You need to have an OpenWhisk service accessible, to run the following example.

package main

import (


func main() {
  client, err := whisk.NewClient(http.DefaultClient, nil)
  if err != nil {

  options := &whisk.ActionListOptions{
    Limit: 10,
    Skip: 0,

  actions, resp, err := client.Actions.List("", options)
  if err != nil {

  fmt.Println("Returned with status: ", resp.Status)
  fmt.Printf("Returned actions: \n%+v", actions)


Then run it with the go tool:

$ cd example
$ go run example_list_actions.go

If the openWhisk service is available and your configuration is correct, you should receive the status and the actions with the above example.

Contributing to the project

Git repository setup

  1. Fork the Apache repository

    If you intend to contribute code, you will want to fork the apache/openwhisk-client-go repository into your github account and use that as the source for your clone.

  2. Clone the repository from your fork:

    git clone${GITHUB_ACCOUNT_USERNAME}/openwhisk-client-go.git
  3. Add the Apache repository as a remote with the upstream alias:

    git remote add upstream

    You can now use git push to push local commit changes to your origin repository and submit pull requests to the upstream project repository.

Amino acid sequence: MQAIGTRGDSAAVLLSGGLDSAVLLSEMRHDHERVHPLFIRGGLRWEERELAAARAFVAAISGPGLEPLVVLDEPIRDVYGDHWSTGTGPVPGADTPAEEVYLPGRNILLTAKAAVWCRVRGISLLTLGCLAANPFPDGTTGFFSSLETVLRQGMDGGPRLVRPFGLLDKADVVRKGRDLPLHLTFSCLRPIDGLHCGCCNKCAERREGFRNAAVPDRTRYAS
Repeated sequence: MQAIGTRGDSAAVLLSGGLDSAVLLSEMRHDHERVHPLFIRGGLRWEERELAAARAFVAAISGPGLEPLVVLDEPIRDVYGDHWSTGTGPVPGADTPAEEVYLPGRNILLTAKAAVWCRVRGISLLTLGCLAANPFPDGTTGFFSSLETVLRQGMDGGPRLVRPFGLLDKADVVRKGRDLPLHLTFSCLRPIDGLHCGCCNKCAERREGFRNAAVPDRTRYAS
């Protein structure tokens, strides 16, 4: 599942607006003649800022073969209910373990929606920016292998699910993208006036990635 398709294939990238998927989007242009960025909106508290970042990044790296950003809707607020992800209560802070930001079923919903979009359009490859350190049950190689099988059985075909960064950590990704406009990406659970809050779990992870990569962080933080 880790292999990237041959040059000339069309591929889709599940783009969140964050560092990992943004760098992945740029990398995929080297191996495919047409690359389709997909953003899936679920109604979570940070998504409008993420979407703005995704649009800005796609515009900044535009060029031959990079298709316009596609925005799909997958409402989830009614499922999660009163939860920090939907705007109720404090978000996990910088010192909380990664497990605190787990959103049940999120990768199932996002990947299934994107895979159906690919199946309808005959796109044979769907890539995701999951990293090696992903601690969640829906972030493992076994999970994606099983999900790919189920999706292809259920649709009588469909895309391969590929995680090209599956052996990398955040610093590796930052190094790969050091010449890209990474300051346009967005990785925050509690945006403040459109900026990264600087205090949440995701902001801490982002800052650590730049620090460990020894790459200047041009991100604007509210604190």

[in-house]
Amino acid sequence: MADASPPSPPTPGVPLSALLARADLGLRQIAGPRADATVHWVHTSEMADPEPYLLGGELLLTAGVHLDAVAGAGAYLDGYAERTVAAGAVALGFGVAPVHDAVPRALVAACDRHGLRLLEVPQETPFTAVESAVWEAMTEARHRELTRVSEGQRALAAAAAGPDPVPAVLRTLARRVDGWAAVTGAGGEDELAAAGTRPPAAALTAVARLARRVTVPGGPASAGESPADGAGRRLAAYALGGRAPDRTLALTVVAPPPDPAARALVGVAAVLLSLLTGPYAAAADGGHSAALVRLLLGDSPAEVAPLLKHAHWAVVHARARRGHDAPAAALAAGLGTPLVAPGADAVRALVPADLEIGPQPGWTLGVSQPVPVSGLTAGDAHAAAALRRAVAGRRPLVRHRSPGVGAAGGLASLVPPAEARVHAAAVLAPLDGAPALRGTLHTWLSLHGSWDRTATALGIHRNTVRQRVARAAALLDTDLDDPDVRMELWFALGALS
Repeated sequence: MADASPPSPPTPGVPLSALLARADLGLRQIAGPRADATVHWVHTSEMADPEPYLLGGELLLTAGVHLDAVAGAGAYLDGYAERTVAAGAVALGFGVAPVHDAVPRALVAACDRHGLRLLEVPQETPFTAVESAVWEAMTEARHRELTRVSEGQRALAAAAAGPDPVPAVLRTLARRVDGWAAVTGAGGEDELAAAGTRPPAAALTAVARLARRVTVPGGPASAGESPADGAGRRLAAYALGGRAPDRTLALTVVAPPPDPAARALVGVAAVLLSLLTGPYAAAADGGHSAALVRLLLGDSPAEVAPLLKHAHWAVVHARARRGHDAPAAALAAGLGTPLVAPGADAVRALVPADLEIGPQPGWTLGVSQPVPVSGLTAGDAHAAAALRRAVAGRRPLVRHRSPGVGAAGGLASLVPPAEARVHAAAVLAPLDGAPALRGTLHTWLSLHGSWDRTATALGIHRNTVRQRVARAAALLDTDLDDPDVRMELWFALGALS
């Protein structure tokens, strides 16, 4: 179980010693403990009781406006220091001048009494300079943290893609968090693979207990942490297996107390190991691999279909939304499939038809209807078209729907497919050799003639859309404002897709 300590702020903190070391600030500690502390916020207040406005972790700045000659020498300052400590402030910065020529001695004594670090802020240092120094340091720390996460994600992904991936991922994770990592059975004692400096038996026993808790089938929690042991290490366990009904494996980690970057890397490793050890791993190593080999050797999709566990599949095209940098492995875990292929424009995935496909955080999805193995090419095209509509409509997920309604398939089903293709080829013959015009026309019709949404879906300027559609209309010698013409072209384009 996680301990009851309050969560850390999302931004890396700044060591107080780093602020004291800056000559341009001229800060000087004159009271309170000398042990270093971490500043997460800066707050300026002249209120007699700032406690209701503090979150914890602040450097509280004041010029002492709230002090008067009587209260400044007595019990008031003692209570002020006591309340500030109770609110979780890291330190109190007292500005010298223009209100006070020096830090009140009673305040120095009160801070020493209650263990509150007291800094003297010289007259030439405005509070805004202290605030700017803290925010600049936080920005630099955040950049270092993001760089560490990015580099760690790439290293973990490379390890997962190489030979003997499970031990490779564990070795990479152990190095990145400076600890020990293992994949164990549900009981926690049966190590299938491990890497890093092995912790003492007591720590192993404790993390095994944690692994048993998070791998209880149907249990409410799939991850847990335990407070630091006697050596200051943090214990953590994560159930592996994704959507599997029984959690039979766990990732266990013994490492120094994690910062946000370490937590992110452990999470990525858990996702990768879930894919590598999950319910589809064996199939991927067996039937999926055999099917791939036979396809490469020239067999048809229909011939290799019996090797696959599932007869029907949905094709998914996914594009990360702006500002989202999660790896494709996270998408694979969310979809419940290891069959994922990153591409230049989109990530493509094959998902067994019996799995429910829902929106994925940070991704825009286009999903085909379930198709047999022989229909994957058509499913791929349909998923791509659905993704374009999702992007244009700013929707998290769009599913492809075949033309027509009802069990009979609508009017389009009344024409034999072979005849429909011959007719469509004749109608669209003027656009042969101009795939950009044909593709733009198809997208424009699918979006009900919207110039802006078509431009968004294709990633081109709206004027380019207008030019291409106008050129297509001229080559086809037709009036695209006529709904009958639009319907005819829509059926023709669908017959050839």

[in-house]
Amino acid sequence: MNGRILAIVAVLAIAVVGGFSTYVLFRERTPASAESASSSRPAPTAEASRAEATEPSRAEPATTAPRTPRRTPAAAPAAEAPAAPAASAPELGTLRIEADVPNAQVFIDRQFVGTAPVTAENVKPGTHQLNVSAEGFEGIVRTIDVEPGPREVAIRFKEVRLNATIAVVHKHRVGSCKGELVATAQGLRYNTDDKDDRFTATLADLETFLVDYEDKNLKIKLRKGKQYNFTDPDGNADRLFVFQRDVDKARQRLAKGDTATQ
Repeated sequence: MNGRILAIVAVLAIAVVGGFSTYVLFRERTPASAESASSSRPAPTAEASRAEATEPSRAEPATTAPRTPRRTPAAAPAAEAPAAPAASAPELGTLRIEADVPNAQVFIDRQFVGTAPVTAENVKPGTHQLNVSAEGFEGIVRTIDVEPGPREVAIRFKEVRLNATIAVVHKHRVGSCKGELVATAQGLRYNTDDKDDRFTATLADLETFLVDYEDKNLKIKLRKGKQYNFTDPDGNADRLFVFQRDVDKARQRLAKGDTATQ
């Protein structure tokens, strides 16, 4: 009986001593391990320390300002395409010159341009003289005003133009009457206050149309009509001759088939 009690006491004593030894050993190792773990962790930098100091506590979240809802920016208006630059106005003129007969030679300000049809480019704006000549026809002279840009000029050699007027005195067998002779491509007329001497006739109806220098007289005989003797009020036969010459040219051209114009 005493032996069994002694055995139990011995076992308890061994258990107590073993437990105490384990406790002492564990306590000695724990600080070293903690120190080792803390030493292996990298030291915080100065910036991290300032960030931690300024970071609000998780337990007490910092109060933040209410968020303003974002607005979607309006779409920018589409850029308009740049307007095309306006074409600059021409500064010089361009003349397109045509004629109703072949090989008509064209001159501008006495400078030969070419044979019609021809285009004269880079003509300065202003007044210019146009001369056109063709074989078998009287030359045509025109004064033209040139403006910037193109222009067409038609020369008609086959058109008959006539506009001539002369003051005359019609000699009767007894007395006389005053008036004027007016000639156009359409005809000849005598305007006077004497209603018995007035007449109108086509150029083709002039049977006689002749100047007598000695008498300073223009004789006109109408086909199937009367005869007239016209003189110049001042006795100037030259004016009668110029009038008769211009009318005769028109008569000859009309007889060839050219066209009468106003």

4. Optionally, prevent accidental pushes to upstream using this command:

    git remote set-url --push upstream no_push

Be sure to Sync your fork before starting any contributions to keep it up-to-date with the upstream repository.

Adding new dependencies

Please use go get to add new dependencies to the go.mod file:

go get -u

Please avoid using commit hashes for referencing non-OpenWhisk libraries.

Updating dependency versions

Although you might be tempted to edit the go.mod file directly, please use the recommended method of using the go get command:

go get -u  # Using "latest" version
go get -u # Using tagged version
go get -u  # Using a commit hash

Updating Go version

Although you could edit the version directly in the go.mod file, it is better to use the go edit command:

go mod edit -go=1.15